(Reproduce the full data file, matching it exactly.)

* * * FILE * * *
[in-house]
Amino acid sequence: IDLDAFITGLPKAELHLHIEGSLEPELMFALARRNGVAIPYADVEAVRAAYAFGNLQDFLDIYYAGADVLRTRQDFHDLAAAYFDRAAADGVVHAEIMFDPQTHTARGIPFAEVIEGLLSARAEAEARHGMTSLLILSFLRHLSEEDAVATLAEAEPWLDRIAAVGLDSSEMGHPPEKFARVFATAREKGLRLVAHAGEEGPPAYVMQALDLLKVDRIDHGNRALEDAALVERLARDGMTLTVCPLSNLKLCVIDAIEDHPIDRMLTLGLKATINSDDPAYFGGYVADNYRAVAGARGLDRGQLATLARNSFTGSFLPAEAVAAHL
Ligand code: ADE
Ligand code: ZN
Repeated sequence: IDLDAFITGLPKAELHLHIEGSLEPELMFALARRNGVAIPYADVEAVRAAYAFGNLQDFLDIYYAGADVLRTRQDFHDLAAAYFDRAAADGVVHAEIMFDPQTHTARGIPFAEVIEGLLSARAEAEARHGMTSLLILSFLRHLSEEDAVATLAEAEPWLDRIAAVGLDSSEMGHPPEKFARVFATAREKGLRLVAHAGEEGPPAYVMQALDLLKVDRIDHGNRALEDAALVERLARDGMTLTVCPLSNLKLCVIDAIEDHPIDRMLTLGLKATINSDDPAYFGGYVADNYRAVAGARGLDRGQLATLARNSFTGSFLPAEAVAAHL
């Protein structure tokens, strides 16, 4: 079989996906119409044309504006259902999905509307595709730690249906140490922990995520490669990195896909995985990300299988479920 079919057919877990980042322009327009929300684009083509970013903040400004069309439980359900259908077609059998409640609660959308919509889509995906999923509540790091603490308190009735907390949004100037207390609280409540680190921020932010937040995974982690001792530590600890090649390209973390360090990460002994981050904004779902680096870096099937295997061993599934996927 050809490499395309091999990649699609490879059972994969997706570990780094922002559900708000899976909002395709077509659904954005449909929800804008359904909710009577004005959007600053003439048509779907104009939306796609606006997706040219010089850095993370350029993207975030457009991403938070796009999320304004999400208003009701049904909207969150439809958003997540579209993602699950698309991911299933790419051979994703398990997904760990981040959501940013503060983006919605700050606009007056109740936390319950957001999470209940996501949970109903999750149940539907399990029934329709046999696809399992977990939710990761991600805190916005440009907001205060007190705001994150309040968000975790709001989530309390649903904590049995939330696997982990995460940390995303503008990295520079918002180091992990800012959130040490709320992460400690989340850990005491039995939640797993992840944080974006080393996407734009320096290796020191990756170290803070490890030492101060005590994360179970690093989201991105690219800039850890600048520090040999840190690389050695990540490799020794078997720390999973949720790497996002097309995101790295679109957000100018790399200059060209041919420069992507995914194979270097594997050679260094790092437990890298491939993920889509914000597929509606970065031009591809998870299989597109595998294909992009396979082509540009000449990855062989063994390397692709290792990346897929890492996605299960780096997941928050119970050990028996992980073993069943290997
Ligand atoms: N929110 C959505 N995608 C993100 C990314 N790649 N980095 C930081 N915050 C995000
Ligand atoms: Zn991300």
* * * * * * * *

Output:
[in-house]
Amino acid sequence: IDLDAFITGLPKAELHLHIEGSLEPELMFALARRNGVAIPYADVEAVRAAYAFGNLQDFLDIYYAGADVLRTRQDFHDLAAAYFDRAAADGVVHAEIMFDPQTHTARGIPFAEVIEGLLSARAEAEARHGMTSLLILSFLRHLSEEDAVATLAEAEPWLDRIAAVGLDSSEMGHPPEKFARVFATAREKGLRLVAHAGEEGPPAYVMQALDLLKVDRIDHGNRALEDAALVERLARDGMTLTVCPLSNLKLCVIDAIEDHPIDRMLTLGLKATINSDDPAYFGGYVADNYRAVAGARGLDRGQLATLARNSFTGSFLPAEAVAAHL
Ligand code: ADE
Ligand code: ZN
Repeated sequence: IDLDAFITGLPKAELHLHIEGSLEPELMFALARRNGVAIPYADVEAVRAAYAFGNLQDFLDIYYAGADVLRTRQDFHDLAAAYFDRAAADGVVHAEIMFDPQTHTARGIPFAEVIEGLLSARAEAEARHGMTSLLILSFLRHLSEEDAVATLAEAEPWLDRIAAVGLDSSEMGHPPEKFARVFATAREKGLRLVAHAGEEGPPAYVMQALDLLKVDRIDHGNRALEDAALVERLARDGMTLTVCPLSNLKLCVIDAIEDHPIDRMLTLGLKATINSDDPAYFGGYVADNYRAVAGARGLDRGQLATLARNSFTGSFLPAEAVAAHL
């Protein structure tokens, strides 16, 4: 079989996906119409044309504006259902999905509307595709730690249906140490922990995520490669990195896909995985990300299988479920 079919057919877990980042322009327009929300684009083509970013903040400004069309439980359900259908077609059998409640609660959308919509889509995906999923509540790091603490308190009735907390949004100037207390609280409540680190921020932010937040995974982690001792530590600890090649390209973390360090990460002994981050904004779902680096870096099937295997061993599934996927 050809490499395309091999990649699609490879059972994969997706570990780094922002559900708000899976909002395709077509659904954005449909929800804008359904909710009577004005959007600053003439048509779907104009939306796609606006997706040219010089850095993370350029993207975030457009991403938070796009999320304004999400208003009701049904909207969150439809958003997540579209993602699950698309991911299933790419051979994703398990997904760990981040959501940013503060983006919605700050606009007056109740936390319950957001999470209940996501949970109903999750149940539907399990029934329709046999696809399992977990939710990761991600805190916005440009907001205060007190705001994150309040968000975790709001989530309390649903904590049995939330696997982990995460940390995303503008990295520079918002180091992990800012959130040490709320992460400690989340850990005491039995939640797993992840944080974006080393996407734009320096290796020191990756170290803070490890030492101060005590994360179970690093989201991105690219800039850890600048520090040999840190690389050695990540490799020794078997720390999973949720790497996002097309995101790295679109957000100018790399200059060209041919420069992507995914194979270097594997050679260094790092437990890298491939993920889509914000597929509606970065031009591809998870299989597109595998294909992009396979082509540009000449990855062989063994390397692709290792990346897929890492996605299960780096997941928050119970050990028996992980073993069943290997
Ligand atoms: N929110 C959505 N995608 C993100 C990314 N790649 N980095 C930081 N915050 C995000
Ligand atoms: Zn991300």